“Older buildings had those big leaky windows,” Schuster said, “so heating was a problem. But air circulation wasn’t, because of the air that was coming through the windows provided sufficient ventilation and allowed in a great deal more natural light that newer buildings do.”
Once building design began to seal in the heat, energy expenditures soared, Schuster said, with fans and pumps and air-conditioning becoming a major expense. Buildings can be retrofitted and new construction can be planned and designed to optimize energy savings. Schuster claimed that internal rate of return on energy investments could be as high as 150 percent for new capital outlay on energy conservation solutions.
One of the main obstacles to retrofitting buildings for greater energy-efficiency is the landlord-tenant relationship, Schuster said. The tenant pays utilities and would love to lower that cost, but it doesn’t make economic sense to pay for new systems. The landlord has no incentive to make the capital outlay, since utilities are being paid by someone else. Another challenge is that the cost of a building often exhausts the borrowing capacity of the owner, who may not be able to afford green improvements on top of that cost.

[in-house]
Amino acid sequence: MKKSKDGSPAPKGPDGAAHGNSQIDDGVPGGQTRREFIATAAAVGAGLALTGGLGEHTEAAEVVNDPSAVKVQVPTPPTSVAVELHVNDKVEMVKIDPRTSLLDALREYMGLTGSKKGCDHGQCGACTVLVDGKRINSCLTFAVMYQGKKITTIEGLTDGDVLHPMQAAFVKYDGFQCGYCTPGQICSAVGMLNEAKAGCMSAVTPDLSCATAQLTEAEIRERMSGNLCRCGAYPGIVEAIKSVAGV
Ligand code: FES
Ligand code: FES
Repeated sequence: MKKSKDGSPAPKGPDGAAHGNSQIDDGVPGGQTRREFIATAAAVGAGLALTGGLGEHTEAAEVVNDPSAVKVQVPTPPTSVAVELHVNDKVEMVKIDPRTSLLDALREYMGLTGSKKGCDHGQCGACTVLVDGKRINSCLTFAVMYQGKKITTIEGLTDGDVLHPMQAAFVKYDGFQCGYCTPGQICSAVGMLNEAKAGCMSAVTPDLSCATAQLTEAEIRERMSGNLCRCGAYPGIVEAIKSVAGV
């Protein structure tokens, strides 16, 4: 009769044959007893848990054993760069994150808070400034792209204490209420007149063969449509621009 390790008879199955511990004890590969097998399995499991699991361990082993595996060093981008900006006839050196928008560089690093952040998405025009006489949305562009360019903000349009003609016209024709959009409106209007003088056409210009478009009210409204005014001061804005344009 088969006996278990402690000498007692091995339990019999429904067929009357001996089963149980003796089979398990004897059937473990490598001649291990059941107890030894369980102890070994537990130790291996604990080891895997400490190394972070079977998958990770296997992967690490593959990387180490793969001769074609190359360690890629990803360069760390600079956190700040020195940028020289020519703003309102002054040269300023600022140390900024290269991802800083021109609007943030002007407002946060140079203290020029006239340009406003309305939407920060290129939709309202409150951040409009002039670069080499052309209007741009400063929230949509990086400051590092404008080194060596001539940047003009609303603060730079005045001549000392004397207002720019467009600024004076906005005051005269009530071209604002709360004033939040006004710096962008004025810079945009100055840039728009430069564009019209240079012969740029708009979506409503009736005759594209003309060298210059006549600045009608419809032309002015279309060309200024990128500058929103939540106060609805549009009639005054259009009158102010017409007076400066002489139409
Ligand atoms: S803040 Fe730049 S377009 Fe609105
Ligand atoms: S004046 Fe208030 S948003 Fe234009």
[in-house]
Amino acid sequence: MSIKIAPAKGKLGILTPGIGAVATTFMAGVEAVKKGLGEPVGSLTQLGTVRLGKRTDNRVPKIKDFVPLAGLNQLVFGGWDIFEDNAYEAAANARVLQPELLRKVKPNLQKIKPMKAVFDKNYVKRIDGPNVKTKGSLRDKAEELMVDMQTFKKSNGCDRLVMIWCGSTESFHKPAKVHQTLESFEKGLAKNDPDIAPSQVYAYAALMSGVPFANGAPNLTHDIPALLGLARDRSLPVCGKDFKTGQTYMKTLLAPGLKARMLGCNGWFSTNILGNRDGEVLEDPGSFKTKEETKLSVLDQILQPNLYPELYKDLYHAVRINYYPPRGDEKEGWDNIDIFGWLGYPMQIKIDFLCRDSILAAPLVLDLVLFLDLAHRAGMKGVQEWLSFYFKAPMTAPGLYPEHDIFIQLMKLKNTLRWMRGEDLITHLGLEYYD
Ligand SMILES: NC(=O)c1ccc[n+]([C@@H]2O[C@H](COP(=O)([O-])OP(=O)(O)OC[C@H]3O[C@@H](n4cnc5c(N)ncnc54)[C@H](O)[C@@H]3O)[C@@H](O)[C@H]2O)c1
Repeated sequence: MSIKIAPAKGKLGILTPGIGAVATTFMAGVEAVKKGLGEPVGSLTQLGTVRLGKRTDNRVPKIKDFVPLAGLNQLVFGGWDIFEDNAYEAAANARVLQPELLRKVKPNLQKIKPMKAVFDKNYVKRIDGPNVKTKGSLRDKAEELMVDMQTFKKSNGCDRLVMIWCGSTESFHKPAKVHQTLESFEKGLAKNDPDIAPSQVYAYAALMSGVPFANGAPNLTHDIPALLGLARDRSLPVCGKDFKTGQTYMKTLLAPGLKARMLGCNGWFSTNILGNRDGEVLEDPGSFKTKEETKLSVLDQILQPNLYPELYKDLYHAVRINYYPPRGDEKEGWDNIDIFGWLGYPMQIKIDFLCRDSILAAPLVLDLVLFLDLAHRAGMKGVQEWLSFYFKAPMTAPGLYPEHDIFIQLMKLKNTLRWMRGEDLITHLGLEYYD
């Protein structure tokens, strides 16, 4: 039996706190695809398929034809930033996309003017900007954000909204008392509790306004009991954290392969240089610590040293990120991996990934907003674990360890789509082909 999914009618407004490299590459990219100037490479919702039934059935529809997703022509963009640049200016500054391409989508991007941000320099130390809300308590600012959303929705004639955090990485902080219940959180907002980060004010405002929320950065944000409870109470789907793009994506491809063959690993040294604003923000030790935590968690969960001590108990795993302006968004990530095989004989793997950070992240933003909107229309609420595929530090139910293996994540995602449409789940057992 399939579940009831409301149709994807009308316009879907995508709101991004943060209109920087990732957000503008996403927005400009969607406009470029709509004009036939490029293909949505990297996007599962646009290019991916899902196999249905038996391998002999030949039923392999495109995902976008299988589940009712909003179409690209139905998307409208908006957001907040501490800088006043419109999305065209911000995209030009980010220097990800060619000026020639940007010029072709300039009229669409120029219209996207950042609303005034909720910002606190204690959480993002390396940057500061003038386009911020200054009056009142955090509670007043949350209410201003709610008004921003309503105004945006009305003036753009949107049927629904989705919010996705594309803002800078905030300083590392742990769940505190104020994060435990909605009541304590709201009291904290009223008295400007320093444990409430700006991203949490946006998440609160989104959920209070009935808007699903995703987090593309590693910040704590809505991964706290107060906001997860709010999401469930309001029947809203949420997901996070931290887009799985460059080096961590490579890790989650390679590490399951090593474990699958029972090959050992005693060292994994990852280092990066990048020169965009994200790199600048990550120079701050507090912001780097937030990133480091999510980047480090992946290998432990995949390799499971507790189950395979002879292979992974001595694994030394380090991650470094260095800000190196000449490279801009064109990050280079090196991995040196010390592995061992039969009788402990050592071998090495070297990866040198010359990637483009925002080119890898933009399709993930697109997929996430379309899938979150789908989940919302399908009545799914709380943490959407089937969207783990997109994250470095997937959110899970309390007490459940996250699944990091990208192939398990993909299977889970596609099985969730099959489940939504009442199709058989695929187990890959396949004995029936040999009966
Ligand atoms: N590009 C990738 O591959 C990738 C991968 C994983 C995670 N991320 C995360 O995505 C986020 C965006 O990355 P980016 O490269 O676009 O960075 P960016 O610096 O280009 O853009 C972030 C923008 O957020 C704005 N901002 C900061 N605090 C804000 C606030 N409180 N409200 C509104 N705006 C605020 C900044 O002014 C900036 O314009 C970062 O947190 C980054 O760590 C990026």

But sometimes the stars align. Schuster finds that with the right financing, banks are willing to make the capital outlay for green improvements in exchange for a collateral interest in the equipment that brings utilities savings, financing that is separate from a building’s development costs.
David Zucker, co-founder of Zocalo Community Development, spoke first to the big picture of energy savings, with Inconvenient Truth-style graphs to illustrate issues of population growth, the large increase in dwelling space over the last four decades, energy consumption, CO2 emissions and the urgency of building sustainably.
Zucker disagreed with Schuster about the LEED program’s ability to measure cost savings, arguing that LEED’s energy performance is based purely on energy cost savings. “LEED is simply a toolkit,” says Zucker. “It’s not the resulting building.” The projects in his firm’s portfolio seemed to prove his point. These include Zocalo’s first “green” project, RiverClay, which beat the 2030 Challenge criteria for reducing energy consumption. RiverClay opened in 2008 and, says Zucker, two years of data conclude that the building uses half the amount of energy consumed by other downtown Denver buildings and two-thirds less than EPA standards. Zocalo was included in the Environmental Defense Fund’s 2009 Innovations Review for its creation of solar mortgages at RiverClay. The firm is initiating its fifth multi-family project (its third LEED-certified project) at 2020 Lawrence, which is expected to have a 75 percent reduction of energy costs. Financing came through the U.S. Department of Housing and Urban Development (HUD) and Zocalo has had support on the project from the YRG, Group 14 and Rocky Mountain Institute, which focuses on sustainability and energy- and resource-efficiency issues.
Underscoring current interest in sustainability in the development industry, the audience stayed long past 9 a.m., when the program was slated to end. As Ponce Pore said, “People want to do what’s right. They want to help the environment—they just want to know if they can afford it.”
The program was organized by ULI volunteers Sofia Pedraza, Heritage Title; Chris Squadra, ARC Integrated Program Management; and Tom Wuertz, RNL.